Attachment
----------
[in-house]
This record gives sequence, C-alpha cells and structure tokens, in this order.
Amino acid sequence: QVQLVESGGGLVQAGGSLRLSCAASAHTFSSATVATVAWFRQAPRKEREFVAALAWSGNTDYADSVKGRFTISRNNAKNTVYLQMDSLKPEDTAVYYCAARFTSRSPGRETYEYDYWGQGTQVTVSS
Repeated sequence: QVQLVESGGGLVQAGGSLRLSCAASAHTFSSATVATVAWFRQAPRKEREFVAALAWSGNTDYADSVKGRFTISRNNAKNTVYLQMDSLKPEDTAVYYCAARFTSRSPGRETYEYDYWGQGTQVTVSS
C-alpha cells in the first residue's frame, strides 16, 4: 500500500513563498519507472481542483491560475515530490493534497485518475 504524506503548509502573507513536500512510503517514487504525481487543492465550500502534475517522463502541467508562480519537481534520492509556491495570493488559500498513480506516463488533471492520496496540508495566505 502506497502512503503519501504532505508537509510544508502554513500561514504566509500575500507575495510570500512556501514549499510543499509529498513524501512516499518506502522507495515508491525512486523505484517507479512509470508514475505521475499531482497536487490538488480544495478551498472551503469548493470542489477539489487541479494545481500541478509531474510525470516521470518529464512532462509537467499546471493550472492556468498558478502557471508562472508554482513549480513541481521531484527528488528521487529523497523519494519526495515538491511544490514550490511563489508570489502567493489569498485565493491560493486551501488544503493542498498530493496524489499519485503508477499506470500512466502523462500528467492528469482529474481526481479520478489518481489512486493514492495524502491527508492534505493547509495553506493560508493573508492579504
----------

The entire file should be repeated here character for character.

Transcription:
[in-house]
This record gives sequence, C-alpha cells and structure tokens, in this order.
Amino acid sequence: QVQLVESGGGLVQAGGSLRLSCAASAHTFSSATVATVAWFRQAPRKEREFVAALAWSGNTDYADSVKGRFTISRNNAKNTVYLQMDSLKPEDTAVYYCAARFTSRSPGRETYEYDYWGQGTQVTVSS
Repeated sequence: QVQLVESGGGLVQAGGSLRLSCAASAHTFSSATVATVAWFRQAPRKEREFVAALAWSGNTDYADSVKGRFTISRNNAKNTVYLQMDSLKPEDTAVYYCAARFTSRSPGRETYEYDYWGQGTQVTVSS
C-alpha cells in the first residue's frame, strides 16, 4: 500500500513563498519507472481542483491560475515530490493534497485518475 504524506503548509502573507513536500512510503517514487504525481487543492465550500502534475517522463502541467508562480519537481534520492509556491495570493488559500498513480506516463488533471492520496496540508495566505 502506497502512503503519501504532505508537509510544508502554513500561514504566509500575500507575495510570500512556501514549499510543499509529498513524501512516499518506502522507495515508491525512486523505484517507479512509470508514475505521475499531482497536487490538488480544495478551498472551503469548493470542489477539489487541479494545481500541478509531474510525470516521470518529464512532462509537467499546471493550472492556468498558478502557471508562472508554482513549480513541481521531484527528488528521487529523497523519494519526495515538491511544490514550490511563489508570489502567493489569498485565493491560493486551501488544503493542498498530493496524489499519485503508477499506470500512466502523462500528467492528469482529474481526481479520478489518481489512486493514492495524502491527508492534505493547509495553506493560508493573508492579504